The fisticuffs over smart meters in Dallas, Tex. has morphed into a good ol’ American lawsuit. The Dallas Morning News has been covering the story and reports that a couple filed a lawsuit on Friday accusing Texas utility Oncor of fraud, and claiming that the smart meter recently installed at their home is inaccurate and has unfairly boosted their electricity bill. This is the second smart meter lawsuit in the last few months, following the suit filed last year in Bakersfield, Calif.
First off, I think taking this to the courts is not a productive solution, compared to, say, some of the protesters’ other more interesting grassroots web-based messaging projects. The lawsuit, which is seeking class action, is also filled with polarizing language, and describes the suit as looking to “address and rectify the fraudulent, deceptive, and discriminatory fleecing of Texas consumers.”
Here’s my favorite inflammatory quote:
With superior resources and a profit motive, ONCOR’S spin doctors have sought to bamboozle the public with smoke and mirrors. The jig is officially up and it’s time for ONCOR to come clean and concede that the “Smart Meters Ain’t So Smart.”
But there is actually one section of the lawsuit I thought was somewhat on point:
While there may be certain potential benefits to the Smart Meters, ONCOR is not advertising that customers with smart meters will ultimately be charged different rates depending on when energy is consumed.
And that, folks, is the rub of smart meters and the next generation of smart grid pricing. Sometimes consumers will be charged more, and the utility needs to heavily promote services and ways that the consumer can lower the bill.
Australia’s state of Victoria recently put a moratorium on their real time pricing scheme that had been rolling out along with its smart meters, after the government decided to study how the pricing could disproportionately affect people who spend a lot of time at home during the day like the elderly and the unemployed. Victorian Energy and Resources Minister Peter Batchelor called for the pricing moratorium after he met with charities and social services lobbying groups that suggested that the time of use pricing in Victoria could add $250 to annual electricity bills for some customers who couldn’t change their energy consumption behaviors, and who could be hit the hardest by the pricing change.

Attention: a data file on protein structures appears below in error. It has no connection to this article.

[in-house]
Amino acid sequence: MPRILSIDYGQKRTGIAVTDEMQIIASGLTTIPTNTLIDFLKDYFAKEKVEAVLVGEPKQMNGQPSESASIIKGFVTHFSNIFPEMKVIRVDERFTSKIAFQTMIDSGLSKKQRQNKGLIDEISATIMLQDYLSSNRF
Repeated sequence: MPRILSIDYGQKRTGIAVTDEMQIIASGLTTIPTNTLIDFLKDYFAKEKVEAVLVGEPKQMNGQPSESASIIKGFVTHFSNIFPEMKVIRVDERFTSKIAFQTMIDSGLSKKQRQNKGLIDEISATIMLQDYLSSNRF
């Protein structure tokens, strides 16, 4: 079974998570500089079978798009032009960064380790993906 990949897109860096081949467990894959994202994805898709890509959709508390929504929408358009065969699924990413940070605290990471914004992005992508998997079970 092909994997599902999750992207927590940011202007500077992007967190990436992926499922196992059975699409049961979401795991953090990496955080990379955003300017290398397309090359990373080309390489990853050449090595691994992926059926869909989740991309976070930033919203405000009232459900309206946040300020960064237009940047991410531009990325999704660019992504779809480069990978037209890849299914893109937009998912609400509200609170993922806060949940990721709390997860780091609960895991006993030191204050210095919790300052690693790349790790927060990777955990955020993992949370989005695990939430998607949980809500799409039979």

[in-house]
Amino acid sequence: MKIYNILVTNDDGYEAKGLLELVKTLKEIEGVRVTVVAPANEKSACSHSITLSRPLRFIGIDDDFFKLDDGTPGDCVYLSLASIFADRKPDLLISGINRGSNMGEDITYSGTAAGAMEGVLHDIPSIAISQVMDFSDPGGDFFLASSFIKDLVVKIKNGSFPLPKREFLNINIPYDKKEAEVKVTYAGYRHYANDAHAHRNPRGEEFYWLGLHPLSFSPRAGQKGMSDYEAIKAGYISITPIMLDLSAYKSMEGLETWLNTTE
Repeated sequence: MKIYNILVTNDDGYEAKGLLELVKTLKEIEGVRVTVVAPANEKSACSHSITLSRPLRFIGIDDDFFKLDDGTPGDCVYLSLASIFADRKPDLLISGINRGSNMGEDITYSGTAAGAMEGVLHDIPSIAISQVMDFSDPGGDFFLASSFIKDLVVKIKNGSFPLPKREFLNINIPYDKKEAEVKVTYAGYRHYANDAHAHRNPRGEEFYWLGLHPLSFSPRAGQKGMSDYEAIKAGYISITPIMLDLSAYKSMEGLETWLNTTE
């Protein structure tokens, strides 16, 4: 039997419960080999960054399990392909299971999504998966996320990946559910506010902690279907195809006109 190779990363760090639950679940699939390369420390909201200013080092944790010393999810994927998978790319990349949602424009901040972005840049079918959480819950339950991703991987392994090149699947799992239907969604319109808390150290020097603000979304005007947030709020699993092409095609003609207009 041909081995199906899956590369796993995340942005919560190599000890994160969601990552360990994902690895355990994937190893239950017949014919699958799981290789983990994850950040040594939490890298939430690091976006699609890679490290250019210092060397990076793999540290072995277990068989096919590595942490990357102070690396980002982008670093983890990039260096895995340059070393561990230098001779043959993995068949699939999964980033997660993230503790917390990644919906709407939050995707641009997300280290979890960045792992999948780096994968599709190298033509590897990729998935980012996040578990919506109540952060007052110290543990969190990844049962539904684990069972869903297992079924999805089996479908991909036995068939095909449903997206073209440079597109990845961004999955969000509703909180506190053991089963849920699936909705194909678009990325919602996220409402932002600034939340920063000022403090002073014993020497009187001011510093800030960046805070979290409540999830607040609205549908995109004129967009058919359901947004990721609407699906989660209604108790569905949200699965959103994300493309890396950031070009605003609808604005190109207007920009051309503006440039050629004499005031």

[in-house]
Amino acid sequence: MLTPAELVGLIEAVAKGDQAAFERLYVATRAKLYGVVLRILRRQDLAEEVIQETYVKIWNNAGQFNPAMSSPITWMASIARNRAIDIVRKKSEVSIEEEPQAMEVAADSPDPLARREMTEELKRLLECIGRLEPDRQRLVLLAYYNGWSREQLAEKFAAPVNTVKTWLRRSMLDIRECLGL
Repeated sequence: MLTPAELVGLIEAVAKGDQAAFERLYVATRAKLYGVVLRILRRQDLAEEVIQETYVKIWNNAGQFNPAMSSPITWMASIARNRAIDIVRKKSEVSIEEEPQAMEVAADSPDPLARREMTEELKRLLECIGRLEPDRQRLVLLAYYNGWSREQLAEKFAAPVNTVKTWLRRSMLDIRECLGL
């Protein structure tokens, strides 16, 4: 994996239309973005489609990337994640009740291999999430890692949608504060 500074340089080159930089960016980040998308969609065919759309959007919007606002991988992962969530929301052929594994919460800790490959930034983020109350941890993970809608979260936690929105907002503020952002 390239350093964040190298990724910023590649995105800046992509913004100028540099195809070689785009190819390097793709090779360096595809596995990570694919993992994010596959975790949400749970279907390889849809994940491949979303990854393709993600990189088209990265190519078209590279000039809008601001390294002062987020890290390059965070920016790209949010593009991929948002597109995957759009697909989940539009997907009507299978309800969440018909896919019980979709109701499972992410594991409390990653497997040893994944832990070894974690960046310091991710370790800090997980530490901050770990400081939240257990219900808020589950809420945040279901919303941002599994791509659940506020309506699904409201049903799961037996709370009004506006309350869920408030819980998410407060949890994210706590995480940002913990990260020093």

The Texas lawsuit points out that the rollout of smart meters has been in economically disadvantaged areas, including Oak Cliff, Wilmer, Hutchins, Garland, Mesquite and Seagoville. As the Dallas Morning News points out, the suit fails to mention that some more prosperous areas including Lakewood and Kessler Park have also received the new meters.
As we’ve said before this is a marketing and education issue, not a technology problem. I was in Dallas earlier this week at the KEMA (energy consulting) summit and attendees at the event pointed out how Texas utilities need to do a better job of being proactive about education and communication with the consumer. Instead of doing side-by-side meter testing comparisons after problems arise, they should have created a communication campaign long before the problems occurred.
Getting ahead of the backlash is one of the goals of the newly created Smart Grid Consumer Collaborative (SGCC), which will work on creating successful messaging and education tools for consumers and the smart grid. The group is still small and largely is being led by forward-thinking tech players.
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Image courtesy of cote’s photostream Flickr Creative Commons.